I tell you about these perks because they save you money and protect your purchases and travels when things go wrong, saving you from spending more. Know what benefits you have on the cards you currently have and sign up for some of the above cards if you need better card benefits.
Important note: applying for the credit cards above requires you to have some form of good credit and a good ethic of only buying what you can pay off. If you’re spending outpaces your ability to pay off what you’re buying, credit cards are not for you at this time.
2) Learning to Invest + Fee-Free Investing
Even though I consider myself savvy with money, and have been saving for retirement through a traditional 401k, I have not been that knowledgeable when it comes to investing in the market. That started to change once I learned about opportunities to invest fee-free, and using apps/banks that make it easy to dabble in it with relatively little money to start.
Even though we saw a huge drop in the markets only a few months ago, the stock markets have already gained back everything they lost. For those who started investing in mid-late March of this year, they’ve already seen huge payoffs. For those of us who can’t predict market swings, what we can see is that the market does generally rise over a long period of time, which is why retirement funds are tied to various stock market funds. In the last 4 months, I’ve learned 5 interesting pieces of advice from friends much more knowledgable than me regarding the market:
- Don’t invest everything at once. Continuously add small chunks into your investment over time. This can be easily automated by most tools today.
- Diversify. The easiest way to do that is to invest in ETFs which are funds that incorporate many stocks and are often pegged to the market as a whole. This also helps mitigate risk.
- Don’t invest what you don’t mind losing today, or not having access to for a long time. Which leads me to…
- Be patient. If you have a diversified investment, historically, the market is fairly good at bouncing back. It’s just a matter of how long it’ll take. [I invested a small amount just before the market crashed a few months ago. I didn’t touch the funds, and what looked like a large loss early on has already turned into a small gain less than 3.5 months later.]
- Invest fee-free. Nowadays there are a number of apps and banks that are allowing for no-fee investments, which is a relatively new phenomenon. I’m using SoFi, which is a digital-only bank with a phenomenal app and website for both online checking and purchasing stocks or ETFs. [Any investment account funded with $1k receives $75 to invest in stocks as a bonus.] SoFi also offers a free online checking accounts within the same app. [Any checking account funded with $500 gets $25 added into the account as a bonus.] Other apps include CashApp, which is a Paypal or Venmo -like app that allows you to pay friends directly, but also has a checking account and investing account baked right into the app. [New users get $5 for downloading the app and adding their current debit account to it.]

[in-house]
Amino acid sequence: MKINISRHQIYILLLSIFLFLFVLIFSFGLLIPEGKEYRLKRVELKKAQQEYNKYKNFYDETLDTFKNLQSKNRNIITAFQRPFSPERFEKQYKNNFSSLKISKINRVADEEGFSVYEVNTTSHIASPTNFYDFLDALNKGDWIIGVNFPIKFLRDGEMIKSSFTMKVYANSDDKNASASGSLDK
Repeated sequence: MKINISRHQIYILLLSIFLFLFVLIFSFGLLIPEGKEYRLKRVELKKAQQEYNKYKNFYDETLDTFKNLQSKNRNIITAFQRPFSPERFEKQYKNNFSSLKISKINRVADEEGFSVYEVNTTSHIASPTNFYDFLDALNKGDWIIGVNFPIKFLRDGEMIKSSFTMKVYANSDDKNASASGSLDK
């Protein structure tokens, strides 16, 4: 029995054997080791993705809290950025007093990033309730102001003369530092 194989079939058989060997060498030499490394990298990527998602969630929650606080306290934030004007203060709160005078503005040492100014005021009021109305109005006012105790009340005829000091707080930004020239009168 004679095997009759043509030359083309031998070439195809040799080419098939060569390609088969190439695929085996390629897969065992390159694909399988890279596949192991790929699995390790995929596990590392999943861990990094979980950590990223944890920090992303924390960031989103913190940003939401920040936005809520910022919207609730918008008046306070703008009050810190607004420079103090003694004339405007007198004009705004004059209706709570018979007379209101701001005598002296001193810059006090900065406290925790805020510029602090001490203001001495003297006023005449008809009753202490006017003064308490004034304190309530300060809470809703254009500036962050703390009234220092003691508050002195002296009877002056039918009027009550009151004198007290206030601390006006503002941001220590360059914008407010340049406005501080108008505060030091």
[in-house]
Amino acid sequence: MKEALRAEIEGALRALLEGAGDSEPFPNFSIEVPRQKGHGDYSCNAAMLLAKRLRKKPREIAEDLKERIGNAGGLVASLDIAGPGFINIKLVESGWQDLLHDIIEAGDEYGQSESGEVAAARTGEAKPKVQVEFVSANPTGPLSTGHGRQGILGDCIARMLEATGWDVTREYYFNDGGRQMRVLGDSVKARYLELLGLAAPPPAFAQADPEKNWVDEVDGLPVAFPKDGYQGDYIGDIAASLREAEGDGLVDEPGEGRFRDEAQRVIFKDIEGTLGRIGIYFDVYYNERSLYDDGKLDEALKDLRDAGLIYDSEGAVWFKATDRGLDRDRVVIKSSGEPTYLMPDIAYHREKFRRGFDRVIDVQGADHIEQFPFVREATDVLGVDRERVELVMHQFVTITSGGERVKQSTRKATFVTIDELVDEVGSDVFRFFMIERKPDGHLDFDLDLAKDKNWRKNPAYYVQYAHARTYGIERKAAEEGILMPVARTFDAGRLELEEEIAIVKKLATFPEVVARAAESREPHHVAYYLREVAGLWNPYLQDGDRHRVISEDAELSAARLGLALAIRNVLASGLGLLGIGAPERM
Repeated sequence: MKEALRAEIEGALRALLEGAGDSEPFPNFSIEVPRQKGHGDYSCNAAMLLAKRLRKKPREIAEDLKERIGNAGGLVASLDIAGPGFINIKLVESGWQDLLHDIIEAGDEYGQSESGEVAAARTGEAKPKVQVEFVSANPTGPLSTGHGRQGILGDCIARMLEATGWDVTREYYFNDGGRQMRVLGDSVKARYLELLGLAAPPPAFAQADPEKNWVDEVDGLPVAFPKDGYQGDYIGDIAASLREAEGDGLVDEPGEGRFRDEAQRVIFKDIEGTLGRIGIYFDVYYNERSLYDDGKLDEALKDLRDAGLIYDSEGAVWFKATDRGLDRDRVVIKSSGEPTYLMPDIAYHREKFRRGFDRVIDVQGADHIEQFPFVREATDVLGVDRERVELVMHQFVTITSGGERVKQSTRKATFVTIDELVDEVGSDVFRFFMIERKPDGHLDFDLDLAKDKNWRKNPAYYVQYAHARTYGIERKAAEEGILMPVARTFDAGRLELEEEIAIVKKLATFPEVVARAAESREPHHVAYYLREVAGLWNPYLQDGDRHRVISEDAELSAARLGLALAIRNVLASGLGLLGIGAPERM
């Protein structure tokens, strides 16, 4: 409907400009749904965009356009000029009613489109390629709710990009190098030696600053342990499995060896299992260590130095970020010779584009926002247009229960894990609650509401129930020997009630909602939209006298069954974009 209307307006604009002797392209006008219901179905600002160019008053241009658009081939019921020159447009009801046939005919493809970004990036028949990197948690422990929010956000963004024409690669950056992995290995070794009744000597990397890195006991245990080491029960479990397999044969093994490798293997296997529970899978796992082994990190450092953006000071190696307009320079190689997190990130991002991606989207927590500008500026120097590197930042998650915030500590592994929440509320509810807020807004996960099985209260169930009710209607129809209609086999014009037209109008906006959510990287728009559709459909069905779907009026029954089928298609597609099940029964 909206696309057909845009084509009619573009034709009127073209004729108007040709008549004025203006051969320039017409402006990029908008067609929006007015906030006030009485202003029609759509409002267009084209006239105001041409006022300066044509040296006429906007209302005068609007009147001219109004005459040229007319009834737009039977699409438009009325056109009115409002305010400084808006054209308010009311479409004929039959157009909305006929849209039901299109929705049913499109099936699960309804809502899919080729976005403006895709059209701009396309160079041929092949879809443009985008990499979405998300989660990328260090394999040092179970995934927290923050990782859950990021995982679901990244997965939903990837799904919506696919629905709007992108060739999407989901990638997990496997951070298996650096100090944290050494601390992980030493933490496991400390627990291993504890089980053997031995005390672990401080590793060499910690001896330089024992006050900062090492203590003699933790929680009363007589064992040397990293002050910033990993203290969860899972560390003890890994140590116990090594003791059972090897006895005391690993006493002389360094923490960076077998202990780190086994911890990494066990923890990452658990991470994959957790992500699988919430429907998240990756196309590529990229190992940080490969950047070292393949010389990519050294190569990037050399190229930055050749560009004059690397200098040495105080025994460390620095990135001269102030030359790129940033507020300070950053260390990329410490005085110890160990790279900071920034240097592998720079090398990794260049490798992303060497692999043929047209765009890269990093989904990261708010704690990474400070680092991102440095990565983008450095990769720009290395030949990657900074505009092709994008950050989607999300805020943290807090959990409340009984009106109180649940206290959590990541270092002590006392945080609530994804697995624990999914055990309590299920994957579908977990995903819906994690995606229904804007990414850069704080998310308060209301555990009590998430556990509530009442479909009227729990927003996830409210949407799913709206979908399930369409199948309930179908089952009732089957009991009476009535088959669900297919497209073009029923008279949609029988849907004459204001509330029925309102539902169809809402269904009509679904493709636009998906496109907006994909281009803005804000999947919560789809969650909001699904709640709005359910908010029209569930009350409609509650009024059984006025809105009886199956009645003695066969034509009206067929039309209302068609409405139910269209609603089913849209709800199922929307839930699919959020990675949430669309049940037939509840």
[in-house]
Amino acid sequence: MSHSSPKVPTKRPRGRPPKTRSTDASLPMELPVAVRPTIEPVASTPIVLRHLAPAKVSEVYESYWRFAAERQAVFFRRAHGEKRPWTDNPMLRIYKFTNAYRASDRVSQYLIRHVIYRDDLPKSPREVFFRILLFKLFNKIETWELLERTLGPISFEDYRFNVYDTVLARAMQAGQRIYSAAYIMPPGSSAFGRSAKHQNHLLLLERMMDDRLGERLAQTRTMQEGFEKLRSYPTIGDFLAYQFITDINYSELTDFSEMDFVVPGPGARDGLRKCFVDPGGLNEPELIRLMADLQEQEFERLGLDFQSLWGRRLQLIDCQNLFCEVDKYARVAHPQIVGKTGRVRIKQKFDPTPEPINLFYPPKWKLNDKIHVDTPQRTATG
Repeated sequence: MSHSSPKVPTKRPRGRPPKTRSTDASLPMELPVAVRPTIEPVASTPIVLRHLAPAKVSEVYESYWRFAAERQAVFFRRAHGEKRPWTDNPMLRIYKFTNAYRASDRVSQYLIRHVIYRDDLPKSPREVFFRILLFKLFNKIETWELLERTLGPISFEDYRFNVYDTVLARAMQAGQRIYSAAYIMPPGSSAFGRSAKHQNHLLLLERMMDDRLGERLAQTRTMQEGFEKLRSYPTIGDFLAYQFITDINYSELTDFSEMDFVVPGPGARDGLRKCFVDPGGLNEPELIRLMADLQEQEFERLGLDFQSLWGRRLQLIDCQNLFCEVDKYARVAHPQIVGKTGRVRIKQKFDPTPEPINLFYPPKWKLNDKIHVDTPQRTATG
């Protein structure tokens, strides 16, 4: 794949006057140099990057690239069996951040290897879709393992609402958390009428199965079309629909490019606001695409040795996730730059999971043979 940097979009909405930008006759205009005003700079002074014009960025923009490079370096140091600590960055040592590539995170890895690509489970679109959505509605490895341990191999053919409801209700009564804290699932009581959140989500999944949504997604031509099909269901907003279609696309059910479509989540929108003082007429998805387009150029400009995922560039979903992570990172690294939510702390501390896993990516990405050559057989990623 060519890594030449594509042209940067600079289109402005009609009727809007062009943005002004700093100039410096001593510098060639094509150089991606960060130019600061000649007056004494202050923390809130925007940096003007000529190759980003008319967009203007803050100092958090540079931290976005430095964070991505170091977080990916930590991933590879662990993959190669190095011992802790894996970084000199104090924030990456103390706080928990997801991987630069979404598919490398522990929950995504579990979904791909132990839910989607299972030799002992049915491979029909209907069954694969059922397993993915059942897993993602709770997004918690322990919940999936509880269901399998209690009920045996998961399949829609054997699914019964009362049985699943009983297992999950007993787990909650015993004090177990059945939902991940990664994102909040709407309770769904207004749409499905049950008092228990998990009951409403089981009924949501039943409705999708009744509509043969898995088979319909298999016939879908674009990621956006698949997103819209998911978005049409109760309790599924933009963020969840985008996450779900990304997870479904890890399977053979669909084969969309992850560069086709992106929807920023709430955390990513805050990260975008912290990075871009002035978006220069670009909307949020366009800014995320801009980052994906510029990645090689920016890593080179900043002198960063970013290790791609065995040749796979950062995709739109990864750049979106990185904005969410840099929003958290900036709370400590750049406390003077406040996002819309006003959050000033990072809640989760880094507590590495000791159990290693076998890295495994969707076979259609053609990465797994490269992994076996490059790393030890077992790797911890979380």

I’m not done learning about the market. I’ve just started, but these early tips allowed me to dip my toes into the stock market waters safely and will allow me to invest more once I am able to financially.
Please remember, I am not a financial advisor or stock market expert. I am passing along information I have learned.
3) Layer on Additional Cash Back on Your Purchases
By now, most of us have become somewhat savvy at searching for coupons online for products we’re buying on the web, even though it’s often a pain and time consuming. That’s why I use Honey app, which is a browser extension that automatically applies a slew of coupon codes whenever I am checking out to purchase something online. Every dollar off counts.
On top of using Honey or other discount/coupon codes, I recently started using Fluz, which is a mobile-only app that layers on additional cash back before checking out of your purchase.
The app asks for your final purchase price from a library of popular retailers (online and in-store) including Amazon, UberEats & Uber, Netflix, Starbucks, Seamless, 1800Flowers, Overstock, eBay, Nordstrom, LandsEnd, BedBath & Beyond, Apple App Store / Apple Music, Brooks Brothers, Disney, and even utilities like ConEd, and hundreds more.
Fluz purchases a gift card for you, typically for the exact purchase price of what you’re about to purchase via the retailer, and issues you a redeemable code for the purchase. You earn anywhere from 1% to 3% to 20% to 35% cash back on these purchases, depending on the retailer and depending on the promotion. I’ve used it a handful of times so far and the checkout process has been super smooth, and I’ve saved on average about 5-8% on my purchases thus far. I recommend downloading the app and making 1 purchase with it just to test it out so you can see how it works. It can be for a $4 coffee at Starbucks or Coffee Bean. It’s pretty easy once you do it once.
The cool thing about Fluz is you first can use your regular coupons, and Fluz becomes an additional layer of cash back once you’ve applied the coupons. You can connect your checking, Paypal, or Venmo account to cash out your earnings.
4) Ask for Forgiveness
Due to the COVID-19 pandemic, many financial, insurance, and other large companies understand that you may be in a financial pickle at the moment. There have been many success stories over the last 8 weeks of people asking their banks, credit cards, and other companies to waive monthly or late fees due to economic hardship.
Additionally, many car insurance companies are refunding partial dues because people have been driving less. Some have been doing it automatically, others by request.
Have a look at your memberships and subscriptions and see who will be willing to help you out for a month or two, if you need the economic reprieve. More often than not, companies will not due this, but due to these unprecedented times, crazier things have happened.
I’m hoping that you found value in this article and I’m curious to hear what tips you’ve found the most helpful.
Additionally, if you have your own tips you’d like to share, please hit up the comment section below. I’d love to learn from all of you as well.